Thirty-one lawmakers are seeking to suspend the imposition of amusement tax by local governments for two years and the reduction of such levy from 10 percent to five percent of the actual gross receipts from admission fees.
Pangasinan Rep. Christopher de Venecia, chairman of the House Committee on Creative Industry and Performing Arts, filed House Bill No. 8428 or the proposed Film and Live Events Recovery Act to amend Section 140 (a) of Republic Act No. 7160, otherwise known as the Local Government Code of 1991 as amended by RA No. 9640.
“While both the live events and movie industries employ around 760,000 workers, and generate no less than P100 billion per annum for the national economy, with local governments taking a piece of that pie, it is important to evaluate the amusement tax in light of COVID-19,” he said.
He lamented the COVID-19 pandemic took its toll not just on the Philippine live events and movie industries, but also across stages, theaters, and venues across the globe.
De Venecia cited that many governments, however, were quicker to provide aid to the concerned key sectors, understanding the cultural and economic impact of keeping them afloat.
“In France, for example, the government waived the theatrical release requirement for films that were scheduled for release during the pandemic,” he said.
“The Netherlands also implemented a voucher system that have ticket holders of cancelled live events an option, an alternative to a simple refund, to hold on to their ticket until the show is allowed again or to date the payment altogether, all in order to help the shows’ producers get back up on their feet,” he added.
Joining De Venecia in filing HB No. 8428 were Reps. Angelica Natasha Co, Ma. Lourdes Arroyo, Rosanna “Ria” Vergara, Florida “Rida” Robes, Juan Miguel Arroyo, Jericho Jonas Nograles, Ronnie Ong, Loren Legarda, Marlyn Alonte, Joyce Myra Tambunting, John Marvin “Yul Servo” Nieto, Francisco “Kiko” Benitez, Claudine Diana Bautista; Cristal Bagatsing, Manuel Sagarbarria, Lorenz Defensor, Edward Maceda, Bong Suntay, Ann Hofer, Strike Revilla, Alfred Vargas, John Chistopher Belmonte, Dan Fernandez, and John Reynald Tiangco; and Deputy Speakers Deogracias Victor Savellano, Rose Marie Arenas, Evelina Escudero, Vilma Santos-Recto, Kristine Singson-Meehan, and Weslie Gatchalian.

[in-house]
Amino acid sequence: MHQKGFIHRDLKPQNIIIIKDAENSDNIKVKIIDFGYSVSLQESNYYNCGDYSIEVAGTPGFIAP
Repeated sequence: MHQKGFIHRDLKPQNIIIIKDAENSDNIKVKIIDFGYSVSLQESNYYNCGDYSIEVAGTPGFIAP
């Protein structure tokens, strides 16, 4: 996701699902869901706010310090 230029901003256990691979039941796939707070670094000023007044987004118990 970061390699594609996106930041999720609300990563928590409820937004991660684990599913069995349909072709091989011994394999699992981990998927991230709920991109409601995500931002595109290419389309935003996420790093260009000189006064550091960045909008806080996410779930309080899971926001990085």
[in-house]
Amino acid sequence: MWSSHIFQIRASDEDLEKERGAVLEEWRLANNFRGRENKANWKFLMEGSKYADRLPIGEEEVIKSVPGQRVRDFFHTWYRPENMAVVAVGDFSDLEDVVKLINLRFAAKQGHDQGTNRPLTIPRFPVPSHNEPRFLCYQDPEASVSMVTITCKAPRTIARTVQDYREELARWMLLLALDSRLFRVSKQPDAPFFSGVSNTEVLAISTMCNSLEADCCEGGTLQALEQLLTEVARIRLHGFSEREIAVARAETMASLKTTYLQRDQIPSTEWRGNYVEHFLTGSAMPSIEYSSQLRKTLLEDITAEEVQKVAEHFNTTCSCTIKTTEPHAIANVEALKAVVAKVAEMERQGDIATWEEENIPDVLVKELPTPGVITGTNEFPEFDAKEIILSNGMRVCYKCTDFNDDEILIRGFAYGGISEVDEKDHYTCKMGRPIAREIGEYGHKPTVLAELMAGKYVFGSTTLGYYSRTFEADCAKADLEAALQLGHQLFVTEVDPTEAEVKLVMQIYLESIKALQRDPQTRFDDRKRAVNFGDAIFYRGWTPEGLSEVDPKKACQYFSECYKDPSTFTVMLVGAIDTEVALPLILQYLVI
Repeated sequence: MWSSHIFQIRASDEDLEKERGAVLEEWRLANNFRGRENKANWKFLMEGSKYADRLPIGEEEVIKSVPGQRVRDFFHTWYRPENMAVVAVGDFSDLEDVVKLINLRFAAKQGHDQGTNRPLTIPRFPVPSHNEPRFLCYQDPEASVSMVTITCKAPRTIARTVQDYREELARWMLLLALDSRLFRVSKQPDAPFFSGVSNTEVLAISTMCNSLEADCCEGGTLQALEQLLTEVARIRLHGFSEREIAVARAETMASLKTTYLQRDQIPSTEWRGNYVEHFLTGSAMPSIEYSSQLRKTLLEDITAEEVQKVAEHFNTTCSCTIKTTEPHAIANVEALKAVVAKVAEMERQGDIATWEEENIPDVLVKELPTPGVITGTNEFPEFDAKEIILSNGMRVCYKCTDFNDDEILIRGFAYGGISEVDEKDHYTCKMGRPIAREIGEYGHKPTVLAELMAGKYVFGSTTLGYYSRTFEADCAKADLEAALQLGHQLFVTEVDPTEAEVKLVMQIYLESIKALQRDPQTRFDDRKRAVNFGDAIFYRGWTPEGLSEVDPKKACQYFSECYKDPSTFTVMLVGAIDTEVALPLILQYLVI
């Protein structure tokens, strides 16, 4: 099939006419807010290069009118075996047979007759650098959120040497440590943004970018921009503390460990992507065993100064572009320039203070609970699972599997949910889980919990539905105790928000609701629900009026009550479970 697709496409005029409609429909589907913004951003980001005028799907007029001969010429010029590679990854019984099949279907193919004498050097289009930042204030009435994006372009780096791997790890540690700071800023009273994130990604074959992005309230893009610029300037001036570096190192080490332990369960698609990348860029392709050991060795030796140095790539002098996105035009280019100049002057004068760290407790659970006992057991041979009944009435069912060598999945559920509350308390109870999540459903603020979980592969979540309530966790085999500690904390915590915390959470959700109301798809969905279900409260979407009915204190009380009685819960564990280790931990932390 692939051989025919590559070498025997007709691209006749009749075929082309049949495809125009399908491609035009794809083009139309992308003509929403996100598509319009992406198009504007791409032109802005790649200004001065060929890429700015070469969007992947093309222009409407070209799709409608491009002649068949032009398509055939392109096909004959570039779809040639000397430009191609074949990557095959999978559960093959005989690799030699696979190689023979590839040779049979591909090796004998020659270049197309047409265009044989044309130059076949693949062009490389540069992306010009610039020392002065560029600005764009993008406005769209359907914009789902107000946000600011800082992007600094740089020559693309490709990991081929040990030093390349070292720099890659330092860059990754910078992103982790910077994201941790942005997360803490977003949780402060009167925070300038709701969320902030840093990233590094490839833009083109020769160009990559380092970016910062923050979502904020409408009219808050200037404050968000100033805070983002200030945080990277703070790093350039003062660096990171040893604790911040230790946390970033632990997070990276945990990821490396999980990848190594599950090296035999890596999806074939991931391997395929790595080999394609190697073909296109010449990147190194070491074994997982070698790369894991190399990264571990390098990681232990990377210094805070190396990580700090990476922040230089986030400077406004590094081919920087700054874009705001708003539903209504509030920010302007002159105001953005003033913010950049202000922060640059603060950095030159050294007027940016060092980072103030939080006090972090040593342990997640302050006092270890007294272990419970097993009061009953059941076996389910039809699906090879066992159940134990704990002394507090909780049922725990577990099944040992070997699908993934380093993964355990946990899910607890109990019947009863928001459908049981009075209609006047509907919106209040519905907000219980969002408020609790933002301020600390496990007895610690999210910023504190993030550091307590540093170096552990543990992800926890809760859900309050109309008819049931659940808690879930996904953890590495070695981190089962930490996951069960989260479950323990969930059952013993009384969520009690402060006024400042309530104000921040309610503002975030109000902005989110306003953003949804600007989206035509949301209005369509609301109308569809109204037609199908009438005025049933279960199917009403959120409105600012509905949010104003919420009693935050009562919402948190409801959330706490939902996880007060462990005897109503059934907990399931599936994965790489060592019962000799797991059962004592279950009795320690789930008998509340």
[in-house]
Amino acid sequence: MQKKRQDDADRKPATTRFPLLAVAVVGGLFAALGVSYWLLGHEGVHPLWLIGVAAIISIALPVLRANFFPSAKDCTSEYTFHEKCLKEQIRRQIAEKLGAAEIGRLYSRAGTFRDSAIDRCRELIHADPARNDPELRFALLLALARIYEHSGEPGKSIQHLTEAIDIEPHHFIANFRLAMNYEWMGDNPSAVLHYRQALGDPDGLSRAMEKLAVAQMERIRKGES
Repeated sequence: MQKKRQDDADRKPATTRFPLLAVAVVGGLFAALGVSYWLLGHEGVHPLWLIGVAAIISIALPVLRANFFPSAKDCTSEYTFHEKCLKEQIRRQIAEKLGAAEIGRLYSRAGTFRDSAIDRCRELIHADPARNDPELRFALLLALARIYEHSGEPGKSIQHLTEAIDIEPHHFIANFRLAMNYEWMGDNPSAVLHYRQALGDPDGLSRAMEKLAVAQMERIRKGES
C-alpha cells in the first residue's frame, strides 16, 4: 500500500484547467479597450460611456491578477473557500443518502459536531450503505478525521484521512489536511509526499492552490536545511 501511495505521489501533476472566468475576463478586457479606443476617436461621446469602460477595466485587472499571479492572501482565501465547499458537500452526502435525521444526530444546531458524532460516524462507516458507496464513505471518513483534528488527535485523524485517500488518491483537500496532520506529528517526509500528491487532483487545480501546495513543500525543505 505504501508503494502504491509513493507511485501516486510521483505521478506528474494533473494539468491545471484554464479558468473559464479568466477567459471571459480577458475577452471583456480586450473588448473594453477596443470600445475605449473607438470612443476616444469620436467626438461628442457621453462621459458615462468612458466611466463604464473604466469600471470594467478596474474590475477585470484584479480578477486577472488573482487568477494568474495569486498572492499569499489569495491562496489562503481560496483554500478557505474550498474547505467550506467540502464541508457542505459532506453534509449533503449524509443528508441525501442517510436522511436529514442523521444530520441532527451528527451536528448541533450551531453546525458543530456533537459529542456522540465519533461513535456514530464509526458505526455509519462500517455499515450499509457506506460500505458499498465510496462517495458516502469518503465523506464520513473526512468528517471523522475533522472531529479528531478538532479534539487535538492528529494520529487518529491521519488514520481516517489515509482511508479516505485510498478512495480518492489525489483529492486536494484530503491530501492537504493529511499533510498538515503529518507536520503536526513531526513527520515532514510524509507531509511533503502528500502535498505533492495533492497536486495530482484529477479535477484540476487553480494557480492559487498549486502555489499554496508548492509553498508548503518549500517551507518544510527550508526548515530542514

Lawmakers noted that the amusement tax collections in the Philippines hardly account for one percent of an LGU’s revenues for a year.
In Quezon City, the biggest local amusement tax collector in the country, collection for 2019 reached more than P133 million, which accounts for only 0.6 percent of the total P20 billion revenues of the city for the same year, they said.
Makati City, another big amusement tax collector, raked in a measly P58 million as compared to its P18-billion budget, which is a mere 0.3 percent share in the pie, they added.
“Yet, on the other side, amusement taxes are significantly felt by those liable to pay. According to stakeholders, the reduction of amusement taxes will embolden them to take risks again in the holding of live events once it is already safe to do so,” they said.
HB 8428 provides that the province may levy an amusement tax to be collected from the proprietors, lessees, or operators of theaters, cinemas, concert halls, circuses, boxing stadia, and other places of amusement at a rate of not more than five percent of the gross receipts from admission fees.
Under the measure, locally-produced operas, musical plays, and local film productions shall be exempt from the payment of amusement tax.
The bill provides that the Sangguniang Panlalawigan, which is tasked to prescribe the time, manner, terms, and conditions for the payment of tax, shall not be prevented from exempting persons from the payment of the amusement tax subject to the requirements and conditions as it may provide.
“The requirements and conditions for exemption shall be to the ultimate benefit of the arts, culture, and creative industries of the municipality and province where the collection of amusement tax is being waived,” HB 8428 said.
Under HB 8428, the power of local government to levy an amusement tax is suspended for two years from the effectivity of the proposed Act.